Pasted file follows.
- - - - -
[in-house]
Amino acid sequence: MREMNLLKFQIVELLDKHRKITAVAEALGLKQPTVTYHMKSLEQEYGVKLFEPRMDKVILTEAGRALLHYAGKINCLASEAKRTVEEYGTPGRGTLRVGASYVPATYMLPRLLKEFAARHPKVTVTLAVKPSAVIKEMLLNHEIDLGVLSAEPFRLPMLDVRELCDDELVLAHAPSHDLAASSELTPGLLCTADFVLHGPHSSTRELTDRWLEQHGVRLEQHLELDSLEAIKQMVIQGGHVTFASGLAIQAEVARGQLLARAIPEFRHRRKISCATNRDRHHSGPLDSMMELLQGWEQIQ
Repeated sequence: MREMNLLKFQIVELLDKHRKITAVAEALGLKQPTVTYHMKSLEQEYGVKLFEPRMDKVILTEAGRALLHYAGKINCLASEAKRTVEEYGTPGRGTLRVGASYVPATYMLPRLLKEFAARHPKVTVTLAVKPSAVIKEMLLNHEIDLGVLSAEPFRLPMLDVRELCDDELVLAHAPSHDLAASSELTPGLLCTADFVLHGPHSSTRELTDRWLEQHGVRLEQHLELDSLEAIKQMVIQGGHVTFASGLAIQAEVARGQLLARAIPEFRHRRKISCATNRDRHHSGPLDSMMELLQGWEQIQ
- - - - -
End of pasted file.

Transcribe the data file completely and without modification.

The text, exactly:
[in-house]
Amino acid sequence: MREMNLLKFQIVELLDKHRKITAVAEALGLKQPTVTYHMKSLEQEYGVKLFEPRMDKVILTEAGRALLHYAGKINCLASEAKRTVEEYGTPGRGTLRVGASYVPATYMLPRLLKEFAARHPKVTVTLAVKPSAVIKEMLLNHEIDLGVLSAEPFRLPMLDVRELCDDELVLAHAPSHDLAASSELTPGLLCTADFVLHGPHSSTRELTDRWLEQHGVRLEQHLELDSLEAIKQMVIQGGHVTFASGLAIQAEVARGQLLARAIPEFRHRRKISCATNRDRHHSGPLDSMMELLQGWEQIQ
Repeated sequence: MREMNLLKFQIVELLDKHRKITAVAEALGLKQPTVTYHMKSLEQEYGVKLFEPRMDKVILTEAGRALLHYAGKINCLASEAKRTVEEYGTPGRGTLRVGASYVPATYMLPRLLKEFAARHPKVTVTLAVKPSAVIKEMLLNHEIDLGVLSAEPFRLPMLDVRELCDDELVLAHAPSHDLAASSELTPGLLCTADFVLHGPHSSTRELTDRWLEQHGVRLEQHLELDSLEAIKQMVIQGGHVTFASGLAIQAEVARGQLLARAIPEFRHRRKISCATNRDRHHSGPLDSMMELLQGWEQIQ